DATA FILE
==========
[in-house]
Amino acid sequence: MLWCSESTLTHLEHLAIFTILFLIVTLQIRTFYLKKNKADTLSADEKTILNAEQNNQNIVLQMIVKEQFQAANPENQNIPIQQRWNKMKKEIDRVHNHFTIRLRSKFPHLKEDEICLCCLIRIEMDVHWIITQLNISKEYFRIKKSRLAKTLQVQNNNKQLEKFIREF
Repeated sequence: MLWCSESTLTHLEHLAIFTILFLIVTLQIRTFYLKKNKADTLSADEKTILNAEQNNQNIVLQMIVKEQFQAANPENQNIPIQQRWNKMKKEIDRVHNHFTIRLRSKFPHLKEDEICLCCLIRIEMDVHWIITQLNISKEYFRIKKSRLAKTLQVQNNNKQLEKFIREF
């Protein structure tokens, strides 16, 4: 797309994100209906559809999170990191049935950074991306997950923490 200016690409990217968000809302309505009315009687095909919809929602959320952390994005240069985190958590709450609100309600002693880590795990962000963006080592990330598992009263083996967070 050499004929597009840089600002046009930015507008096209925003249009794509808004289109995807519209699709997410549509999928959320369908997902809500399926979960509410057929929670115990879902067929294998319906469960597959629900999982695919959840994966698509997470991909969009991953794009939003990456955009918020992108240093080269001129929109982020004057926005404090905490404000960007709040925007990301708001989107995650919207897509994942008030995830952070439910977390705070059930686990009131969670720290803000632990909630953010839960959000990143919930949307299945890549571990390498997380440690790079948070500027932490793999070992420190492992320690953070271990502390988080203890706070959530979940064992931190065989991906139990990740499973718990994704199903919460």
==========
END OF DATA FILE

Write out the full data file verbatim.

[in-house]
Amino acid sequence: MLWCSESTLTHLEHLAIFTILFLIVTLQIRTFYLKKNKADTLSADEKTILNAEQNNQNIVLQMIVKEQFQAANPENQNIPIQQRWNKMKKEIDRVHNHFTIRLRSKFPHLKEDEICLCCLIRIEMDVHWIITQLNISKEYFRIKKSRLAKTLQVQNNNKQLEKFIREF
Repeated sequence: MLWCSESTLTHLEHLAIFTILFLIVTLQIRTFYLKKNKADTLSADEKTILNAEQNNQNIVLQMIVKEQFQAANPENQNIPIQQRWNKMKKEIDRVHNHFTIRLRSKFPHLKEDEICLCCLIRIEMDVHWIITQLNISKEYFRIKKSRLAKTLQVQNNNKQLEKFIREF
């Protein structure tokens, strides 16, 4: 797309994100209906559809999170990191049935950074991306997950923490 200016690409990217968000809302309505009315009687095909919809929602959320952390994005240069985190958590709450609100309600002693880590795990962000963006080592990330598992009263083996967070 050499004929597009840089600002046009930015507008096209925003249009794509808004289109995807519209699709997410549509999928959320369908997902809500399926979960509410057929929670115990879902067929294998319906469960597959629900999982695919959840994966698509997470991909969009991953794009939003990456955009918020992108240093080269001129929109982020004057926005404090905490404000960007709040925007990301708001989107995650919207897509994942008030995830952070439910977390705070059930686990009131969670720290803000632990909630953010839960959000990143919930949307299945890549571990390498997380440690790079948070500027932490793999070992420190492992320690953070271990502390988080203890706070959530979940064992931190065989991906139990990740499973718990994704199903919460």